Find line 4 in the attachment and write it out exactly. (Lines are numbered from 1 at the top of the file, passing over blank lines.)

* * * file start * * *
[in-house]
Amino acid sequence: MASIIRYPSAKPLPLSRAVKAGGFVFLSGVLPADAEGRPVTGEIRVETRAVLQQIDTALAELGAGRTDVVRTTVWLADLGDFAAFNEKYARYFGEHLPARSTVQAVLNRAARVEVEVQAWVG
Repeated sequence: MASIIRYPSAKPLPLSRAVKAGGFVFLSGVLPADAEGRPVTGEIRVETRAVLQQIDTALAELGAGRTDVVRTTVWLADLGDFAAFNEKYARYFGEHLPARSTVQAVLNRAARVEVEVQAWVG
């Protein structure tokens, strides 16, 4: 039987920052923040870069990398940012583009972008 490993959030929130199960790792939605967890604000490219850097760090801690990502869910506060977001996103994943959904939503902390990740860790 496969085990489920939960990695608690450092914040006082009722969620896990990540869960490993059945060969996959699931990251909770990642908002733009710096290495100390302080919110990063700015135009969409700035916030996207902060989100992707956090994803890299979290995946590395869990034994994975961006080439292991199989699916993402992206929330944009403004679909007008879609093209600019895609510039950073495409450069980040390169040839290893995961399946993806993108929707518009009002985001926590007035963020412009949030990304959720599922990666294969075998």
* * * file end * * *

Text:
């Protein structure tokens, strides 16, 4: 039987920052923040870069990398940012583009972008 490993959030929130199960790792939605967890604000490219850097760090801690990502869910506060977001996103994943959904939503902390990740860790 496969085990489920939960990695608690450092914040006082009722969620896990990540869960490993059945060969996959699931990251909770990642908002733009710096290495100390302080919110990063700015135009969409700035916030996207902060989100992707956090994803890299979290995946590395869990034994994975961006080439292991199989699916993402992206929330944009403004679909007008879609093209600019895609510039950073495409450069980040390169040839290893995961399946993806993108929707518009009002985001926590007035963020412009949030990304959720599922990666294969075998």